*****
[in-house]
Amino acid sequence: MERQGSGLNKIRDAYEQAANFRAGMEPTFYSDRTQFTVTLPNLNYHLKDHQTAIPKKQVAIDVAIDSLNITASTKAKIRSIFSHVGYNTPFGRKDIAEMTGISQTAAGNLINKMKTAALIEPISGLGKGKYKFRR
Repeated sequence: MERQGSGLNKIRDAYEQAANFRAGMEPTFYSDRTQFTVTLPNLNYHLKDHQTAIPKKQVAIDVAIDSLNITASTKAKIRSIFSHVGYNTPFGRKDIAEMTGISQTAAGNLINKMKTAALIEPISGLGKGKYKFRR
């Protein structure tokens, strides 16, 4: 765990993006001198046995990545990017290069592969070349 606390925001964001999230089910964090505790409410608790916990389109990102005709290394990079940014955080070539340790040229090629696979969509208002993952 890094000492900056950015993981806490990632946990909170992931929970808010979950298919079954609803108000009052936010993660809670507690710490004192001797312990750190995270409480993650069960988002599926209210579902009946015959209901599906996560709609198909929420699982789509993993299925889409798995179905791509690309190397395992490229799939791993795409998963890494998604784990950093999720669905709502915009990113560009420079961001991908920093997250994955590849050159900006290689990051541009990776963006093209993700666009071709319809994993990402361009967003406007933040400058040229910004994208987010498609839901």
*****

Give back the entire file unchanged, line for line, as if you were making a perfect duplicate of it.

[in-house]
Amino acid sequence: MERQGSGLNKIRDAYEQAANFRAGMEPTFYSDRTQFTVTLPNLNYHLKDHQTAIPKKQVAIDVAIDSLNITASTKAKIRSIFSHVGYNTPFGRKDIAEMTGISQTAAGNLINKMKTAALIEPISGLGKGKYKFRR
Repeated sequence: MERQGSGLNKIRDAYEQAANFRAGMEPTFYSDRTQFTVTLPNLNYHLKDHQTAIPKKQVAIDVAIDSLNITASTKAKIRSIFSHVGYNTPFGRKDIAEMTGISQTAAGNLINKMKTAALIEPISGLGKGKYKFRR
């Protein structure tokens, strides 16, 4: 765990993006001198046995990545990017290069592969070349 606390925001964001999230089910964090505790409410608790916990389109990102005709290394990079940014955080070539340790040229090629696979969509208002993952 890094000492900056950015993981806490990632946990909170992931929970808010979950298919079954609803108000009052936010993660809670507690710490004192001797312990750190995270409480993650069960988002599926209210579902009946015959209901599906996560709609198909929420699982789509993993299925889409798995179905791509690309190397395992490229799939791993795409998963890494998604784990950093999720669905709502915009990113560009420079961001991908920093997250994955590849050159900006290689990051541009990776963006093209993700666009071709319809994993990402361009967003406007933040400058040229910004994208987010498609839901």